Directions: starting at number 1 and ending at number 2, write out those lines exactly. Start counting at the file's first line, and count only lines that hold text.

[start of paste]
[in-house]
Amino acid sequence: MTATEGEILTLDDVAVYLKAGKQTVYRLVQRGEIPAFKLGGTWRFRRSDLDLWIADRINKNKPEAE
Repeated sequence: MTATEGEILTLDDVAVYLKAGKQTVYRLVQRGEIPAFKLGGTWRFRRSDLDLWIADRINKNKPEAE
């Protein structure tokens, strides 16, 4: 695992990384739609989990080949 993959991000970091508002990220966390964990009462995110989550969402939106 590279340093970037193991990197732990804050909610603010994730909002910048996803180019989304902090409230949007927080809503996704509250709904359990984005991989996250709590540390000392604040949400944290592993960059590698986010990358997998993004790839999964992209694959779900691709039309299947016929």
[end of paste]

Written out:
[in-house]
Amino acid sequence: MTATEGEILTLDDVAVYLKAGKQTVYRLVQRGEIPAFKLGGTWRFRRSDLDLWIADRINKNKPEAE